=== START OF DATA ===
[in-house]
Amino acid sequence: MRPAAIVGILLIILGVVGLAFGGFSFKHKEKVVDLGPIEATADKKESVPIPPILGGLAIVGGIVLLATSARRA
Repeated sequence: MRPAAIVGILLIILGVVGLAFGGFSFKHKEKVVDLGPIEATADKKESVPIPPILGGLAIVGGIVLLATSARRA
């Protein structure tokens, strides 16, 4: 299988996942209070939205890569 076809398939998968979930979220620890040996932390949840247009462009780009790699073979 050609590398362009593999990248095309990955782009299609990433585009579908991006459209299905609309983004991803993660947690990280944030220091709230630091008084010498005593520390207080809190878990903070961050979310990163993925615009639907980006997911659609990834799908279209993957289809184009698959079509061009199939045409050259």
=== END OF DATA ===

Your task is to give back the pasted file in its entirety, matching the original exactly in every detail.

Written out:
[in-house]
Amino acid sequence: MRPAAIVGILLIILGVVGLAFGGFSFKHKEKVVDLGPIEATADKKESVPIPPILGGLAIVGGIVLLATSARRA
Repeated sequence: MRPAAIVGILLIILGVVGLAFGGFSFKHKEKVVDLGPIEATADKKESVPIPPILGGLAIVGGIVLLATSARRA
């Protein structure tokens, strides 16, 4: 299988996942209070939205890569 076809398939998968979930979220620890040996932390949840247009462009780009790699073979 050609590398362009593999990248095309990955782009299609990433585009579908991006459209299905609309983004991803993660947690990280944030220091709230630091008084010498005593520390207080809190878990903070961050979310990163993925615009639907980006997911659609990834799908279209993957289809184009698959079509061009199939045409050259």